They’re thin.. they’re minty.. they’re bursting with rich, dark chocolate flavor. They’re Vegan Thin Mint Cookies! AKA everyone’s favorite Girl Scout cookie, but now vegan and gluten free!
Like many other cookie-loving little girls out there, I joined the Girl Scouts when I was in elementary school. I spent less than one year doing it. In that time I went through a cookie selling season, and had an astute observation as a 7 year old – those Thin Mint cookies were a big hit. That’s where I made most of my sales, and as a very picky child I liked few foods but chocolate was one of them, so I gave them a try. Who knew this simple decision would set off a multi-decade obsession with these perfect cookie patties.
I know it is blasphemous to say I like these homemade vegan thin mint cookies more, so I won’t technically say that. But what I WILL say is – I love being able to control the amount of mint that goes into the dough. I love being able to control the amount of melted chocolate coating that envelops each cookie. I love that they are a little bigger than the traditional ones, so you get more bang for your cookie buck.
Also if you are obsessed with Thin Mint flavors as I am, make sure to try my Vegan Thin Mint Donut recipe next!
Enough rambling, it’s Girl Scout Cookie Time.
How To Make Them:
Warning – these cookies need some chill time! Only 30 minutes, but mentally prepare yourself for 30 minutes of staring at your fridge begging it to work faster.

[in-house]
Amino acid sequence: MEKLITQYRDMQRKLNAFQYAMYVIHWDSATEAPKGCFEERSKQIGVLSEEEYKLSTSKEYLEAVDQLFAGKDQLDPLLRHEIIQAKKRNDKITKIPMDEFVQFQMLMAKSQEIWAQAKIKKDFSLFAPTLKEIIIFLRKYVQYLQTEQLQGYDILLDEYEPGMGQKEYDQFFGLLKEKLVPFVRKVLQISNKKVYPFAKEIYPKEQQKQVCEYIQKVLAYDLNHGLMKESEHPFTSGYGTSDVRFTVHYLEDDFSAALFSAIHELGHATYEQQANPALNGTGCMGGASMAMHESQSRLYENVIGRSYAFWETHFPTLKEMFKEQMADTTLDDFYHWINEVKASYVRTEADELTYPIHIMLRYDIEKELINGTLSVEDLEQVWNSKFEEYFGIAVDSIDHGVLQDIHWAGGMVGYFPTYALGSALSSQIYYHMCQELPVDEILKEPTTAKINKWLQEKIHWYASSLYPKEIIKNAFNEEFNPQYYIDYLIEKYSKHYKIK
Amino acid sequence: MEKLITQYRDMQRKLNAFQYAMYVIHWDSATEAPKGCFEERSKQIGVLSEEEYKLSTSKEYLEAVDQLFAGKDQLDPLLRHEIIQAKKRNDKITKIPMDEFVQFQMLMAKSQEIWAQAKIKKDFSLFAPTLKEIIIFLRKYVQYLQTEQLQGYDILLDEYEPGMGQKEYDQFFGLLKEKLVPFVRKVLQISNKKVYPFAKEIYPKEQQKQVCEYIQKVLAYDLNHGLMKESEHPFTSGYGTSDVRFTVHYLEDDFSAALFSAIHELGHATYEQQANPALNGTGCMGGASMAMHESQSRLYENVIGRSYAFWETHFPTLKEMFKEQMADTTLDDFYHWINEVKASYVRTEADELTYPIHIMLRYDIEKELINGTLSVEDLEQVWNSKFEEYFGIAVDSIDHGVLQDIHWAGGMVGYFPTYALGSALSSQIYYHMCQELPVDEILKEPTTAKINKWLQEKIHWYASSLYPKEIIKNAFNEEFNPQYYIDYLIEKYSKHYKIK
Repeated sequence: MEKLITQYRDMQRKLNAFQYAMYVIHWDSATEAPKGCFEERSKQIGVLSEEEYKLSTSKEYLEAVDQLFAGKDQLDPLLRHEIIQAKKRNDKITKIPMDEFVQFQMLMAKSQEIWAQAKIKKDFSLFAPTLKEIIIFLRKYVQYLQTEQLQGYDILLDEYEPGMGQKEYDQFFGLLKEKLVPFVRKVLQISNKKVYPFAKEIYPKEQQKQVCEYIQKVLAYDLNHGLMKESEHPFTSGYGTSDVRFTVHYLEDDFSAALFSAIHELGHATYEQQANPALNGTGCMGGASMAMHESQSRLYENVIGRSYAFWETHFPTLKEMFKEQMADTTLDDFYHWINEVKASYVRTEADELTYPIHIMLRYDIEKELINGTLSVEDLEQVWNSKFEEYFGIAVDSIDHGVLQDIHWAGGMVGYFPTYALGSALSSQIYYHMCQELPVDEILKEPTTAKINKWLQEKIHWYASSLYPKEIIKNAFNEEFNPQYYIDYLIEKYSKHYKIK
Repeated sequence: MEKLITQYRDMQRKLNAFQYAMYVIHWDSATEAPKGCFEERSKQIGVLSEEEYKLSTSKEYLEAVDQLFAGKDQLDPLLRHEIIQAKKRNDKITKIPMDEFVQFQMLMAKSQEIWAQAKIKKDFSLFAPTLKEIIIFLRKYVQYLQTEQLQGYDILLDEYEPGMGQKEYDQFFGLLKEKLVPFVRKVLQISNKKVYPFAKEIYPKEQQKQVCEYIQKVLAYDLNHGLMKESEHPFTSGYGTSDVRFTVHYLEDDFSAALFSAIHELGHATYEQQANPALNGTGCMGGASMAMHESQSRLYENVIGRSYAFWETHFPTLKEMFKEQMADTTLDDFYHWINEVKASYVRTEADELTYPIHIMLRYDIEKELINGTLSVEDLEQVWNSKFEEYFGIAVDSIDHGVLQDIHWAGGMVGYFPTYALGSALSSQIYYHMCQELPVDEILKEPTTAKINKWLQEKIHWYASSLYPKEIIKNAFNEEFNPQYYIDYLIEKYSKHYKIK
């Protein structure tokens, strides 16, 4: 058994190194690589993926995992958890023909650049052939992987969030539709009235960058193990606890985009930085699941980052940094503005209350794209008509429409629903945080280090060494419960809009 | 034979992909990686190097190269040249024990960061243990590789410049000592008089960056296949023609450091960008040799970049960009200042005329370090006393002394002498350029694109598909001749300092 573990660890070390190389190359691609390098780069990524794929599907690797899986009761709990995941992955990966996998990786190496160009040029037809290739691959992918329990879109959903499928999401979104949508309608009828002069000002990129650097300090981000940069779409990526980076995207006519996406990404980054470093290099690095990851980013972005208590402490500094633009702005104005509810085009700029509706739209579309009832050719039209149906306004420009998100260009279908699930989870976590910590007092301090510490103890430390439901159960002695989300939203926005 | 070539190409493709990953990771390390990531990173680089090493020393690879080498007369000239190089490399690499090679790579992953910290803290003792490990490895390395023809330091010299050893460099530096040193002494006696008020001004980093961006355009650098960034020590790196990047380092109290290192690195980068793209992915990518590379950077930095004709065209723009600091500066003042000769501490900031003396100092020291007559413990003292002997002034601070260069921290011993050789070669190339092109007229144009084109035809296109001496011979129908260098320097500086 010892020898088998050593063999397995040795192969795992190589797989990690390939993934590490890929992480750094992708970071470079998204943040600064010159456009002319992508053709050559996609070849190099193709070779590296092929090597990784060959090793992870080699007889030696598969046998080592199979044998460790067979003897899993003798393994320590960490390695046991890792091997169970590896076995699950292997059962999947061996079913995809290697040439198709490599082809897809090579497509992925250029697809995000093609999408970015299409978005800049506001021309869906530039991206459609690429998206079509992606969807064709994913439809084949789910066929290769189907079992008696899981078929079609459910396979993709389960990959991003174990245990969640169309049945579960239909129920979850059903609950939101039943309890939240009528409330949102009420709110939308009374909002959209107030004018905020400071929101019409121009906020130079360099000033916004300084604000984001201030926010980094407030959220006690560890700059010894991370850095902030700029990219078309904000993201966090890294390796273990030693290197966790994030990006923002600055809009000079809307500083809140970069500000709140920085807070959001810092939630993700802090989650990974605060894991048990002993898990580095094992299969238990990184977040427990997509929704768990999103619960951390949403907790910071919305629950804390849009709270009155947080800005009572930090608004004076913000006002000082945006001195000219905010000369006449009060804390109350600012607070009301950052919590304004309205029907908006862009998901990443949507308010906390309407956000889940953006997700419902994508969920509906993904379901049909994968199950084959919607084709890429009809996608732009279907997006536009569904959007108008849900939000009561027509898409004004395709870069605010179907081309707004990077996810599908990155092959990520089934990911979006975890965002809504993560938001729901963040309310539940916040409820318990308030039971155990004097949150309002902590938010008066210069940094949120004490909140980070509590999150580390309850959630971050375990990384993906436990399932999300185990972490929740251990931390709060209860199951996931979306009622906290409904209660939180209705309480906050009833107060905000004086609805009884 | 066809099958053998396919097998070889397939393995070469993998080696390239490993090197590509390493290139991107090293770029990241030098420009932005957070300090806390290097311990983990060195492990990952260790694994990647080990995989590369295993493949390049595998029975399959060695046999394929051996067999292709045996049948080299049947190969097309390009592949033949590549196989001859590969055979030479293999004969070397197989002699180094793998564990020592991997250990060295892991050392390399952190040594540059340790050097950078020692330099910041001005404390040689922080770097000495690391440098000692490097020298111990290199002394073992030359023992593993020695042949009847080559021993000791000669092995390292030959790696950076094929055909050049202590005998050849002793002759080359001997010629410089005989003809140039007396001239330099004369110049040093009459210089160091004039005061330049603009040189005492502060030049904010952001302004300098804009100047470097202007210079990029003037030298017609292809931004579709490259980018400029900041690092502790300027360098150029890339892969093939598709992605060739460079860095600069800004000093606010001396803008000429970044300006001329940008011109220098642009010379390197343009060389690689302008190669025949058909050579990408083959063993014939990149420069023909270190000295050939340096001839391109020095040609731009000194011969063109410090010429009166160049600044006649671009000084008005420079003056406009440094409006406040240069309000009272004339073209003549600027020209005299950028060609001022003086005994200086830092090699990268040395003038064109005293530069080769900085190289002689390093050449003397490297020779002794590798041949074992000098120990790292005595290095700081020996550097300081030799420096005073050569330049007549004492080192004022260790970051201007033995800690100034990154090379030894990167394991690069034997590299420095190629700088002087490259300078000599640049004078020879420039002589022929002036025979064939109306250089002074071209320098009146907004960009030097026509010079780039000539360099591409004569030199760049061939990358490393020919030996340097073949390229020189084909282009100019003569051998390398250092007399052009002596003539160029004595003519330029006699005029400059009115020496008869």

Start by creaming together the vegan butter with brown sugar, granulated sugar, maple syrup, and peppermint extract. I use 1 tsp of peppermint extract here – and we will use more later in the melted chocolate coating – but certainly feel free to adjust up or down based on your taste buds.
Next you will add in a mixture of gluten free flour, Dutch cocoa powder, baking soda, and salt. If you do not have Dutch cocoa you can swap for regular cocoa powder and they will cook correctly, but the Dutch cocoa is what gives it the authentic Thin Mint flavor, so I’d highly recommend using it. If you haven’t used Dutch cocoa powder before and can’t find it at your local market, this is my favorite brand.
The dough will be very sticky and to be frank I did not post a photo of it here because it looks.. not pretty. If this sounds familiar, you’re on the right track. Cover the bowl and chill the dough in the fridge for 30 minutes. Once chilled, scoop out 1.5-tbsp sized balls, you should get around 17-18. Roll each into a ball, then flatten either with your hands, or pressing a glass down onto them. Each disc should be around 2 inches in diameter. If you’ve been working with them for a while to get the size and shape right, put back into the fridge for another 10 minutes to make sure they’re chilled before they go in the oven.
Once they are chilled discs, move onto a parchment lined pan and pop in the oven for 10 minutes. They will continue cooking once they are out, so let them stay on the pan for 10-15 minutes before moving to a cooling rack to cool completely.
Making the coating!
While cooling, it’s time to make the melted chocolate coating. You may want to use more or less melted chocolate here depending on how much you use. I cover the entire cookie with chocolate, AND then drizzle more on after as you can see in the photos. You may prefer just to put some on the top of each cookie like icing. The amounts I’ve used here are for my way and leave you with a little extra so you’re not scraping the bowl at the end.